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“[B]ankruptcy inevitably creates harsh results for some players,” explained the U.S. Court of Appeals for the Third Circuit on May 21, 2021, when it denied a film producer’s claim for contractual cure payments. In re Weinstein Company Holdings, LLC, 2021 WL 2023058, *9 (3d Cir. May 21, 2021). Affirming the lower courts, it held that a “work-made-for hire” production agreement (“Agreement”) with the debtor (“TWC”) was “a non-executory contract that is in essence … a liability for [TWC] that can be sold” to an asset purchaser “under … Code § 363 without the need to cure existing defaults.” Id. In practical terms, the decision means that the buyer of this valuable contract only had to “satisfy post-closing obligations but need not worry about [the debtor’s] pre-closing breaches or defaults, which typically remain unsecured claims against the debtor’s estate.” Id. at *1.

“[W]hether a contract is classified as executory or non-executory,” said the court, “has significant implications for its treatment in a bankruptcy sale.” Id. “[A]n executory contract [ordinarily] can be ‘assumed’ and then ‘assigned’ to a buyer under § 365 of the Bankruptcy Code provided all existing defaults are cured.” Id. “At stake” in TWC was whether the buyer of the debtor’s contract (“B”) had to “cure existing defaults and pay around $400,000 owed to” the non-debtor contracting party (“C”) “before the sale’s closing,” but only if the contract was executory. Id. TWC owed the $400,000 to C under the Agreement, but C had “no material obligations left to perform,” having produced and released the relevant film years prior to bankruptcy. Id. at *9.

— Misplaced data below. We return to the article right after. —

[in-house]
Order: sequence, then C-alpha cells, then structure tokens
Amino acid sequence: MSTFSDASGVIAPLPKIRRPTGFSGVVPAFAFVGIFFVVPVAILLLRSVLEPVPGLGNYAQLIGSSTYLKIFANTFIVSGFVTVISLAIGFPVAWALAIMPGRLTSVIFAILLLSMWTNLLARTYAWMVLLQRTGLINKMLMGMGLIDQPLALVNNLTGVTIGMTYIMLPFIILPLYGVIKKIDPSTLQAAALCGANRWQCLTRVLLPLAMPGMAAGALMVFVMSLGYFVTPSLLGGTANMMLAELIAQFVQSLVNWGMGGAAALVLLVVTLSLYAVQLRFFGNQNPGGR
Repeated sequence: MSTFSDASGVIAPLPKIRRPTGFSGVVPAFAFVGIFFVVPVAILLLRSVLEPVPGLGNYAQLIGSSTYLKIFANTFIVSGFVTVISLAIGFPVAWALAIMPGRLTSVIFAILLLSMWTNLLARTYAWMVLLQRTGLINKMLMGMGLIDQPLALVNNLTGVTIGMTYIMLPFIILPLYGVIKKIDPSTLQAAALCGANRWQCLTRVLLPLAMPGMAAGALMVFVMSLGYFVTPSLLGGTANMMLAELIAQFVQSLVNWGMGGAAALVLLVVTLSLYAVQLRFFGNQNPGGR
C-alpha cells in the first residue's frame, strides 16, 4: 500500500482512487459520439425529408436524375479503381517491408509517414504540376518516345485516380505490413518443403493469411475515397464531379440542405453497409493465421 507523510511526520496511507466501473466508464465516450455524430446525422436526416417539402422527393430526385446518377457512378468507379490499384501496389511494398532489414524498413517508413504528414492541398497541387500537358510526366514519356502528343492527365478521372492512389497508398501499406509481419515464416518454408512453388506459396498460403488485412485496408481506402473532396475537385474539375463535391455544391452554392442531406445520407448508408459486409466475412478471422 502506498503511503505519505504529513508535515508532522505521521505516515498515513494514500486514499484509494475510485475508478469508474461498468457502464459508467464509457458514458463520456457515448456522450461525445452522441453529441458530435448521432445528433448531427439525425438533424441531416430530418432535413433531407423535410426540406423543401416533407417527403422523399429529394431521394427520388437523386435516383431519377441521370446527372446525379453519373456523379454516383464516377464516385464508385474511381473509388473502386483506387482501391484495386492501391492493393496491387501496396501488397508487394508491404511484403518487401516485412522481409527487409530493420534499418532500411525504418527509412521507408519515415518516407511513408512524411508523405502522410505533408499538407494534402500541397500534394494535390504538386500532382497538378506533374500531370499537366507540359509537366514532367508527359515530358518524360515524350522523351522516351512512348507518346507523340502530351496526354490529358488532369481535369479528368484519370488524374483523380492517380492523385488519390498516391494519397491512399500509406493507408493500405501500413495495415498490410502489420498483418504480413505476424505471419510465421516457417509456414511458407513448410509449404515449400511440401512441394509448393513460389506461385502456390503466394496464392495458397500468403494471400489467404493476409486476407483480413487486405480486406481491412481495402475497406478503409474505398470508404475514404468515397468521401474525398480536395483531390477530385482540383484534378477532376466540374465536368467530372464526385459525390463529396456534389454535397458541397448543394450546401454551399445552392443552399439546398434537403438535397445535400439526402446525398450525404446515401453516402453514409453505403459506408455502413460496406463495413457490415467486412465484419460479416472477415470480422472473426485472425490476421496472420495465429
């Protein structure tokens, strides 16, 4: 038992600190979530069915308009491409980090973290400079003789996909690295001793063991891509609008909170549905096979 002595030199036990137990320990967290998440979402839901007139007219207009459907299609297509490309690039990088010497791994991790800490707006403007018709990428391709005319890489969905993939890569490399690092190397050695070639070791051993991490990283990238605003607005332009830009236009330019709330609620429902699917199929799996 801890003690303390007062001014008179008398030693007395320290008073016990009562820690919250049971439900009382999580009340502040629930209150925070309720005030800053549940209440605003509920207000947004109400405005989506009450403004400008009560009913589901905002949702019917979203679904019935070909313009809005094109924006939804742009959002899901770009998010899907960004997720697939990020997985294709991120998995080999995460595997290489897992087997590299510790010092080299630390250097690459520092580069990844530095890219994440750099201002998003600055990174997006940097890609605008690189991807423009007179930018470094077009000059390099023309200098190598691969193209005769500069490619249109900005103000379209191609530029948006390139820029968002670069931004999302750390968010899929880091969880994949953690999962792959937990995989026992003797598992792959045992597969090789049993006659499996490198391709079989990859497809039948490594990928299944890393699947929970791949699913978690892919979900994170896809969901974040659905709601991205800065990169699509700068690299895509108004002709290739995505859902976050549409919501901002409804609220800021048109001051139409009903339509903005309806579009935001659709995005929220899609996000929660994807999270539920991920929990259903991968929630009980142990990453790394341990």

Relevance

Code § 365(a) governs the treatment of executory contracts, but “does not define that term.” The bankruptcy trustee or a Chapter 11 debtor in possession may, subject to court approval, assume or reject any executory contract. To sell or “assign” an executory contract, the debtor’s estate or buyer must “assume” it and cure prior defaults, but not if the contract is “non-executory.”

Commentators and courts have struggled with a workable definition for “executory.” The Third Circuit had previously held that “unless both parties have unperformed obligations that would constitute a material breach if not performed, the contract is not executory under § 365.” In re Columbia Gas Sys. Inc., 50 F.3d 233, 239 (3d Cir. 1995). Courts determine whether “material unperformed” obligations exist as of the date of bankruptcy, but applicable state law determines the existence of any “material unperformed obligation.” Id. at *4. Thus, said the court, the test is “whether, under the relevant state law governing the contract, each side has at least one material unperformed obligation as of the bankruptcy petition date.” Id. “Only where a contract has at least one material unperformed obligation on each side — that is, where there can be uncertainty if the contract is a net asset or liability for the debtor — do we invite the debtor’s business judgment on whether the contract should be assumed or rejected.” Id., citing Mission Prod. Holdings, Inc., v. Tempnology, LLC, 139 S. Ct. 1652, 1658 (2019); In re Penn Traffic Co., 524 F.3d 373, 382 (2d Cir. 2008).

Facts

C, a production company entered into an agreement with TWC that was structured as a “work-made-for-hire” contract, meaning C owned none of the intellectual property in the critically acclaimed film (“Film”) here. 2021 WL 2023 058, at *1. As a producer, C was essentially a project manager for the Film, “overseeing various aspects of production such as developing a script, and ensuring [the] film is delivered on time and within budget, and marketing the finished product.” Id., n.1. In exchange, TWC agreed to pay C a fixed initial compensation plus “contingent future compensation equal to” a percentage of the Film’s net profits. TWC purportedly owned “all the rights pertaining to the Film [including, the Agreement with C].” Id. at *1.